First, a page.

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Arch Biochem Biophys. 2001 Jun 1;390(1):93-100.

Isolation and characterization of vascular smooth muscle cell growth promoting factor from bovine ovarian follicular fluid and its cDNA cloning from bovine and human ovary.

Author information

1
Department of Biochemistry, Fukui Medical University, Shimoaizuki, Matsuoka, Fukui 910-1193, Japan. kmiyamot@fmsrsa.fukui-med.ac.jp

Abstract

A protein possessing vascular smooth muscle cell (SMC) growth-promoting activity (VSGP) was purified from bovine ovarian follicular fluid. The purified protein showed a broad band on SDS-PAGE with an apparent molecular mass of 90-100 kDa. The purified protein was characterized by amino acid sequence analysis of its N-terminal and internal peptides. Based on the information of the peptide sequences, bovine ovarian cDNA library was screened and cDNA clones encoding the protein were isolated. Human homolog of the protein was also cloned from human ovarian cDNA library. Nucleotide sequence analysis revealed that bovine VSGP transcript has a 2421-bp open reading frame, which encodes a protein of 807 amino acid residues. A homology search indicated that bovine and human VSGP are counterparts of rat F-spondin, which has been previously identified as a promoter molecule of neurite extension in rat fetal floor plate. RNA blot analysis showed wide distribution of VSGP/F-spondin transcripts in fetal and adult human tissues. Especially the expression was highest in the adult human ovary. The purified bovine VSGP/F-spondin showed vascular SMC growth promoting activity with an ED(50) value of 10(-8) M. Together with these findings, we demonstrated here that VSGP/F-spondin is a major factor for vascular SMC proliferation in the ovary. In conclusion, our present study provides a distinct and important function of VSGP/F-spondin as a strong VSMC proliferation promoting factor, in addition to the previously proposed function in neuronal system, and also provides insight into mechanisms underlying vascular SMC proliferation during ovarian folliculogenesis.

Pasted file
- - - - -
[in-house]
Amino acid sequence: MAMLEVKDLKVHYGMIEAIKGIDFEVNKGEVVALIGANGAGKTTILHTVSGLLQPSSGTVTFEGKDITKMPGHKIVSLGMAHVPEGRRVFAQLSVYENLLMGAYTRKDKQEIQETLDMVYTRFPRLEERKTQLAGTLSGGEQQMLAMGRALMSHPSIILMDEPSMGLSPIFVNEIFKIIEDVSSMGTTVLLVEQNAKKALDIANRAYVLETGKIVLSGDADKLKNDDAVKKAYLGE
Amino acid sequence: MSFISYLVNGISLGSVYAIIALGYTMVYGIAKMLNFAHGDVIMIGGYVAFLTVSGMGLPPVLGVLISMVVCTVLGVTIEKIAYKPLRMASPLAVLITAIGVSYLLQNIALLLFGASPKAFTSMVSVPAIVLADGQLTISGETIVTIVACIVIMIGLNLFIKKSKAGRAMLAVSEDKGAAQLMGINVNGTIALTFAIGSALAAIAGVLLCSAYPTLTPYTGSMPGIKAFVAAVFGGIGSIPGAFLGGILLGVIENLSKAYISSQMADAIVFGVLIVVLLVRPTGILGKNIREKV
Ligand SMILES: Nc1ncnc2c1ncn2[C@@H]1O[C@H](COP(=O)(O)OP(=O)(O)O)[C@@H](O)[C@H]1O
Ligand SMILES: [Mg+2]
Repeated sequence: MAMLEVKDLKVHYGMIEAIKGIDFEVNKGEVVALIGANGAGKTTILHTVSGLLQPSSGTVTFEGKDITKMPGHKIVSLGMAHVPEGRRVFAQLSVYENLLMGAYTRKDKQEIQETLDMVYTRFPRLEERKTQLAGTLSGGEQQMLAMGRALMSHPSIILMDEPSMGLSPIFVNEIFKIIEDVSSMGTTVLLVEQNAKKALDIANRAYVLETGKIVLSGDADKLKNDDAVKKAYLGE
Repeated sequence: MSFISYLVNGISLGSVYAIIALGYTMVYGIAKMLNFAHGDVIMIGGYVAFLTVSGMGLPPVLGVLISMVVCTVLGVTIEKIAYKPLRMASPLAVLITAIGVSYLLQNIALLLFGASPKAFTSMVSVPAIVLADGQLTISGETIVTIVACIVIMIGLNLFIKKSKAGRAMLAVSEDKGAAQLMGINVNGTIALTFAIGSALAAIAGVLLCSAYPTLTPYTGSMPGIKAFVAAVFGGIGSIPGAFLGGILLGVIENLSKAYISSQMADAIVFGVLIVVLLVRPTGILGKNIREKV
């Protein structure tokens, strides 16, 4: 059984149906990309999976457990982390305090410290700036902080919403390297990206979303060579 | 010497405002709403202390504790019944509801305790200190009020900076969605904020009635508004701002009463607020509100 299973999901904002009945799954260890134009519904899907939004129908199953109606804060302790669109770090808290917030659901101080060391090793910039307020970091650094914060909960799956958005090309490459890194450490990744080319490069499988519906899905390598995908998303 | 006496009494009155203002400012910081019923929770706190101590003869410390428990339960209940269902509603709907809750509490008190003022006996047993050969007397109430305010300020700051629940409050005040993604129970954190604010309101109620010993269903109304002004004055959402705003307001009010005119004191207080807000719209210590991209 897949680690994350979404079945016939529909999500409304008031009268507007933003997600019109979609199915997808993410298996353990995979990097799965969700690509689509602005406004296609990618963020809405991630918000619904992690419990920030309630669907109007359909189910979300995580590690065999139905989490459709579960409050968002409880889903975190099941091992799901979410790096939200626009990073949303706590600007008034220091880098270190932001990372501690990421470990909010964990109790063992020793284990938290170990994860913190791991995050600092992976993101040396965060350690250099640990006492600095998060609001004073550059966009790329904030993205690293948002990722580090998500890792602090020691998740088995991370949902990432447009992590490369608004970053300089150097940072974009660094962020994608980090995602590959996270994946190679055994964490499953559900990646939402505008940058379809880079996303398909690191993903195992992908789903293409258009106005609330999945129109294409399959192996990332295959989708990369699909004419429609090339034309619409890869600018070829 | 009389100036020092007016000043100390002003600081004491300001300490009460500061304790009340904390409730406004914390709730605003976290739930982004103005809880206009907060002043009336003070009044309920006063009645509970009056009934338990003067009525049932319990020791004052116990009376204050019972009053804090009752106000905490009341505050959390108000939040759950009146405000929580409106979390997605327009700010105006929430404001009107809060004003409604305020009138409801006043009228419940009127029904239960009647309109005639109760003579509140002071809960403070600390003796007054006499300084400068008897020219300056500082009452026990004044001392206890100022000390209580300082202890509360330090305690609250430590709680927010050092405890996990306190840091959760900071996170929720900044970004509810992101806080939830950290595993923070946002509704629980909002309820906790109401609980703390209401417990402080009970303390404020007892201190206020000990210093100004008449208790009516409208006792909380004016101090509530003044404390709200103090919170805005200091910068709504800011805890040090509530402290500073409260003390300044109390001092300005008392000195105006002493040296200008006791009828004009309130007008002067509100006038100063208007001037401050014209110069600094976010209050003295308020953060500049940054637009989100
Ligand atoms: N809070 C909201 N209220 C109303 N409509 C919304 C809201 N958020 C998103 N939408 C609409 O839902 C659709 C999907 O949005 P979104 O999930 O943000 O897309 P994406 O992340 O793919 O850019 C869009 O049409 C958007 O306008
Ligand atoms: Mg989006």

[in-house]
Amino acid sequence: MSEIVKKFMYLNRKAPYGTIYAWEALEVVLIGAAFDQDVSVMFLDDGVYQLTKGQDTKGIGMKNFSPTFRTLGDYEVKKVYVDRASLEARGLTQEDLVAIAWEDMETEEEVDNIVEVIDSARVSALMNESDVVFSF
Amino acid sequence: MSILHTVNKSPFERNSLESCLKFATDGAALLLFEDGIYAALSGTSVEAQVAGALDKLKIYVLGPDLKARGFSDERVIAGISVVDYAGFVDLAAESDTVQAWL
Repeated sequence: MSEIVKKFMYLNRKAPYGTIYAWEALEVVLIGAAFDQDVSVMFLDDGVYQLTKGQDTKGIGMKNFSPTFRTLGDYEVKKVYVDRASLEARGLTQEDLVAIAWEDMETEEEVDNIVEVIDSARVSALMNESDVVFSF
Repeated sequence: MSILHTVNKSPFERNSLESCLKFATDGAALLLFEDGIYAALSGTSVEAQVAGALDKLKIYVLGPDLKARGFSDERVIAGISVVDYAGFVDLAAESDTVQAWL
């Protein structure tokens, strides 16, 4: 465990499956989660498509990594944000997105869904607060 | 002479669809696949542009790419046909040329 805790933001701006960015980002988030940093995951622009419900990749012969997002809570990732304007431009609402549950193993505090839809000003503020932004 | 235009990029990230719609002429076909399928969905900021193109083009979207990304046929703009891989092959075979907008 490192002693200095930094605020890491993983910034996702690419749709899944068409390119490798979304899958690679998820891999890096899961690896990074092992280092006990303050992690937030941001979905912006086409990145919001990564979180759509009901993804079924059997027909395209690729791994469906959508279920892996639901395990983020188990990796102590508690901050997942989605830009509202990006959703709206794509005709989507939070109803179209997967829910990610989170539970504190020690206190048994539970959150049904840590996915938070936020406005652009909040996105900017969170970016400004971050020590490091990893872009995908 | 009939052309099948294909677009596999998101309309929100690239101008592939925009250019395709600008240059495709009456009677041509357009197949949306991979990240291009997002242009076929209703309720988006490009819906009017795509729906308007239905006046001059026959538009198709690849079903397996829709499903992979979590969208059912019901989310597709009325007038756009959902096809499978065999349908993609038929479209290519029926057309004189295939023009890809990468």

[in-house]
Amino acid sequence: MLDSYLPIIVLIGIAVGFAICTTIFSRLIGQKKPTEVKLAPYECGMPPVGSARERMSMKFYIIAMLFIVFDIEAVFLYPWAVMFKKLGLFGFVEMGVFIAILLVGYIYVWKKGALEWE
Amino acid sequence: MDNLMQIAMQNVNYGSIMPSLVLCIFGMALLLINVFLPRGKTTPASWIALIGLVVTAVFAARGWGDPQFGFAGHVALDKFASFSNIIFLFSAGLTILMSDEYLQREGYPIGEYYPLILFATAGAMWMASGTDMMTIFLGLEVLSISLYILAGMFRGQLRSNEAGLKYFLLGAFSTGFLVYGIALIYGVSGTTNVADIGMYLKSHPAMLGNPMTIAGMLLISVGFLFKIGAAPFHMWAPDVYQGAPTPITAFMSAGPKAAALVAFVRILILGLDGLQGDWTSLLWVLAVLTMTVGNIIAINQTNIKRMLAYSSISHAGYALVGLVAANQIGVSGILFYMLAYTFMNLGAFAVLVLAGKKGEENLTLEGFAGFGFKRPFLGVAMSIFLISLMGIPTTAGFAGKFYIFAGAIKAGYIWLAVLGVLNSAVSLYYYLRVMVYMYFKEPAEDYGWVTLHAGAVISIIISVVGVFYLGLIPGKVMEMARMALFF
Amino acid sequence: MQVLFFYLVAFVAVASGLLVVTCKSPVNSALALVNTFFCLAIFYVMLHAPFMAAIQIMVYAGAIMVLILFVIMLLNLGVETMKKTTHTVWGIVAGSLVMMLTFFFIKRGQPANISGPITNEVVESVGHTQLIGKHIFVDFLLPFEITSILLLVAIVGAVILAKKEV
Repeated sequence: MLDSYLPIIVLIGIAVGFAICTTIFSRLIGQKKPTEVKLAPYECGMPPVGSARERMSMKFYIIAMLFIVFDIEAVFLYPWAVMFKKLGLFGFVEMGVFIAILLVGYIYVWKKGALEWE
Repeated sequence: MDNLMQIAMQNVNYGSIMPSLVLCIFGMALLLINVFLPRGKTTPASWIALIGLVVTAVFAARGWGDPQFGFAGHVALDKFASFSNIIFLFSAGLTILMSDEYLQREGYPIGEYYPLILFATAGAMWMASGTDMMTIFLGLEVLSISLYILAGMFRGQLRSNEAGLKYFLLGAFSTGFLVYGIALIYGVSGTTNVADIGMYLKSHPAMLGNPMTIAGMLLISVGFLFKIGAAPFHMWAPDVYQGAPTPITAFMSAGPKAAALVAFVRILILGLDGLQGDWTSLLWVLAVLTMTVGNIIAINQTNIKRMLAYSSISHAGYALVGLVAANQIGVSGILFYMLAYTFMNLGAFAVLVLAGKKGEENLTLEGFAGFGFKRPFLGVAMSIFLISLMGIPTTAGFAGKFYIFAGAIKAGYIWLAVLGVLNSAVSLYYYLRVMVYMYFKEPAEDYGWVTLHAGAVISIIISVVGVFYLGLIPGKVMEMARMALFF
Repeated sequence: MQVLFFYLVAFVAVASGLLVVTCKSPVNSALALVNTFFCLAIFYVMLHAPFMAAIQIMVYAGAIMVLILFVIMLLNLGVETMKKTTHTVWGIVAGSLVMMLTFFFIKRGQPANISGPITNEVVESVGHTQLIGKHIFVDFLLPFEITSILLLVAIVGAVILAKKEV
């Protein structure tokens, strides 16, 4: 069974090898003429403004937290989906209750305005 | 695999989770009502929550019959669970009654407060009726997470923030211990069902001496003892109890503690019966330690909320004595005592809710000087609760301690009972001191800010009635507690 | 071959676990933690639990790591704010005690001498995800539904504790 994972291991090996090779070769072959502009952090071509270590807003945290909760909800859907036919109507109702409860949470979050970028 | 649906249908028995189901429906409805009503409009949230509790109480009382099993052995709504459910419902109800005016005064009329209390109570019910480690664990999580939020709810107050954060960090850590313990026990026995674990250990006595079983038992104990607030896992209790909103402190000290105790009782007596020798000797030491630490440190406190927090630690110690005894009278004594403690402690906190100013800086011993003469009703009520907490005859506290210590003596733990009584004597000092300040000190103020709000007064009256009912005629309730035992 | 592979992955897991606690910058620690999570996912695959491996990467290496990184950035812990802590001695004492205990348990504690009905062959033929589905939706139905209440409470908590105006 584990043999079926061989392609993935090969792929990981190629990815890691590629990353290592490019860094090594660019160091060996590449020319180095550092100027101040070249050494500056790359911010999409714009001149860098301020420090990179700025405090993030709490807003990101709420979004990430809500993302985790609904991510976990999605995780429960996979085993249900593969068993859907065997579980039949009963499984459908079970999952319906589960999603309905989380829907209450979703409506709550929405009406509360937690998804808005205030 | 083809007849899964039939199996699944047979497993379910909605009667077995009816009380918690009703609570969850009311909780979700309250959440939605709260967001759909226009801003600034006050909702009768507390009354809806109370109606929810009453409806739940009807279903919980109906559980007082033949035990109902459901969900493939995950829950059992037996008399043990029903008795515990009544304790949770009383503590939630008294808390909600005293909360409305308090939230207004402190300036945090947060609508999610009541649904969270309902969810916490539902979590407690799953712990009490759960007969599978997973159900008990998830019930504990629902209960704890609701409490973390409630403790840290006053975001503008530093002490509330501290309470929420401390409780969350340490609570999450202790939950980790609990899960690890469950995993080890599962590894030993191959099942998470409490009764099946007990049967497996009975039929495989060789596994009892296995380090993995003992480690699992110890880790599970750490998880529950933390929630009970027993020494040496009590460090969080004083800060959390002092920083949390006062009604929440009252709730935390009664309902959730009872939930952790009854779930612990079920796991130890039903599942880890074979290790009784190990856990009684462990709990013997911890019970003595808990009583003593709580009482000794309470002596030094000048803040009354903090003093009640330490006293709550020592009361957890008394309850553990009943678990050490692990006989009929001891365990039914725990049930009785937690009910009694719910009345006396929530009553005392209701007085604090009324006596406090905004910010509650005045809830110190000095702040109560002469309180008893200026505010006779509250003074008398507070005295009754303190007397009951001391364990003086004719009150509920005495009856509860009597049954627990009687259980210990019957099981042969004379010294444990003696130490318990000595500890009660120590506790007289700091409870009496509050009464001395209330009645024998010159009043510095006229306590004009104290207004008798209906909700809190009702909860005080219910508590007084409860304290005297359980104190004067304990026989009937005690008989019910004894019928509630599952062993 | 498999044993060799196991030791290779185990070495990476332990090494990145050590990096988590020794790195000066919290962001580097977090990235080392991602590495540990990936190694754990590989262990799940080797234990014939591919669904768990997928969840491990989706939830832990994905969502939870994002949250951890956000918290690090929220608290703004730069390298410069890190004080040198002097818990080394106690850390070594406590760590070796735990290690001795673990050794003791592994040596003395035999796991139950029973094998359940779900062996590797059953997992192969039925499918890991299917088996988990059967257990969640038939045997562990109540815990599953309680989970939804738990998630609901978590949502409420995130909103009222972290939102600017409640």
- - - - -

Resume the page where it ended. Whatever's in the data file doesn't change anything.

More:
PMID:
11368520
DOI:
10.1006/abbi.2001.2367
[Indexed for MEDLINE]

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